Alvy Ray Smith from Lucasfilm and Lemuel Davis (Lem) from Disney proceeded to specify the system over the course of many months, resulting in a 21-page proposal which Smith wrote and submitted to Disney.[3] The business proposition had Lucasfilm design and build the imaging systems, and Disney Animation build workflow, logistics, data management, archiving, scanning, and recording systems with both teams involved in integration and user testing of all the components.[4] CAPS was the acronym of the overall system where the patented DALS system (Disney Animation Logistics System) handled tracking and delivery of all image components to the users workstations. Alvy hired Thomas Hahn to head the CAPS development team at Pixar.

Working together from 1986 through 1990 and beyond, the Disney and Pixar teams designed, deployed and tested all of the system components which formed the start of a deep relationship between Disney and Pixar, and eventually, after the 3D CGI production deal for “Toy Story” and other films, the purchase of Pixar by Disney. The Disney Animation production users made essential contributions during the integration and testing of the software to fit the system into Disney workflows with particularly important advice from animator, Randy Cartwright, who was assigned to the project to represent the artists point of view during the design.

The first usage of the CAPS process was Mickey standing on Epcot's Spaceship Earth for "The Magical World of Disney" titles. The system's first feature film test was in the production of The Little Mermaid in 1989 where it was used in a single shot of the rainbow sequence at the end of the film. After Mermaid, films were made completely using CAPS; the first of these, The Rescuers Down Under, was the first 100% digital feature film ever produced. Later films, including Beauty and the Beast, Aladdin, The Lion King, and The Hunchback of Notre Dame took more advantage of CAPS’ 2D and 3D integration.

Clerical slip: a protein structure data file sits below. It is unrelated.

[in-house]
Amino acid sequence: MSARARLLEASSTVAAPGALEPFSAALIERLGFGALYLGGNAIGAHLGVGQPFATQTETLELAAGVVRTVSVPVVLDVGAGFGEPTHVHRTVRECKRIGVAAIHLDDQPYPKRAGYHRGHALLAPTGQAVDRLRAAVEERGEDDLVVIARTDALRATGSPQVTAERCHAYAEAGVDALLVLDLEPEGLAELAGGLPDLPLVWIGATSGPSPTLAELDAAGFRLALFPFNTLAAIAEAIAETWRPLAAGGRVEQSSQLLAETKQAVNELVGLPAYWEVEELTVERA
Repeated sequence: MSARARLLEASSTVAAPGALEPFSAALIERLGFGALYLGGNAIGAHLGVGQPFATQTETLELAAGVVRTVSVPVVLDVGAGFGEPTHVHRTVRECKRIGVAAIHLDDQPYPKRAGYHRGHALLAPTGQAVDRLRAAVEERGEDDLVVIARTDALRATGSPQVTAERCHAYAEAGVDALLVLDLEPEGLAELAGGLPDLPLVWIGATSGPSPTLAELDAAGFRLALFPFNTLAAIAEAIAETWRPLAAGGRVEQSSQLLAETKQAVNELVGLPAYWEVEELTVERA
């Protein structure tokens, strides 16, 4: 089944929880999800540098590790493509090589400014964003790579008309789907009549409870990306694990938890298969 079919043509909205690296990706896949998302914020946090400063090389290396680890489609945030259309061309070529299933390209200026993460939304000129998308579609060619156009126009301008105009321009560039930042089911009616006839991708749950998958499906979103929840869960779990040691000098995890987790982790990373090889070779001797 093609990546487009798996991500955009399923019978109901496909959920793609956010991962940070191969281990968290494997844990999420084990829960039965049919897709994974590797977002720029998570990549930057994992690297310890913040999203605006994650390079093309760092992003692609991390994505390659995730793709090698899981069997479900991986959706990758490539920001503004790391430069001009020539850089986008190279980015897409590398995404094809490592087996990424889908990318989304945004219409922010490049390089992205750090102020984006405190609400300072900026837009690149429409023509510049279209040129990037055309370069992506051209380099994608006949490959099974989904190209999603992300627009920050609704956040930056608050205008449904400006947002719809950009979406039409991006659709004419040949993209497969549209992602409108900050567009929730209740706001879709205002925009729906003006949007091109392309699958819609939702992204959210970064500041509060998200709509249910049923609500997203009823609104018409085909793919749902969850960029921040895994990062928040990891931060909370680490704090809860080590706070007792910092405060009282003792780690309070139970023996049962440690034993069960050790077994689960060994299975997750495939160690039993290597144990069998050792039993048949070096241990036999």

In the early days of CAPS, Disney did not discuss the system in public, being afraid that the magic would go away if people found out computers were involved.[5] Only in 1994 was Computer Graphics World, as the first from the press, invited to have a close look at the process.[6]

The system has not been used on a full feature since 2006's The Little Matchgirl.[7]

Special edition editing[edit]

For the Special Edition IMAX and DVD versions of Beauty and the Beast, Aladdin, The Lion King, and Mulan, new renders of the original elements were done and recorded to alternate master formats. In addition, Beauty and the Beast and The Lion King had newly animated sequences added to their special editions, and both of the IMAX editions and Aladdin had significant cleanup/restoration done on the original digital sequence elements to enhance detail, correct mistakes, and solidify clean-up animation and drawing.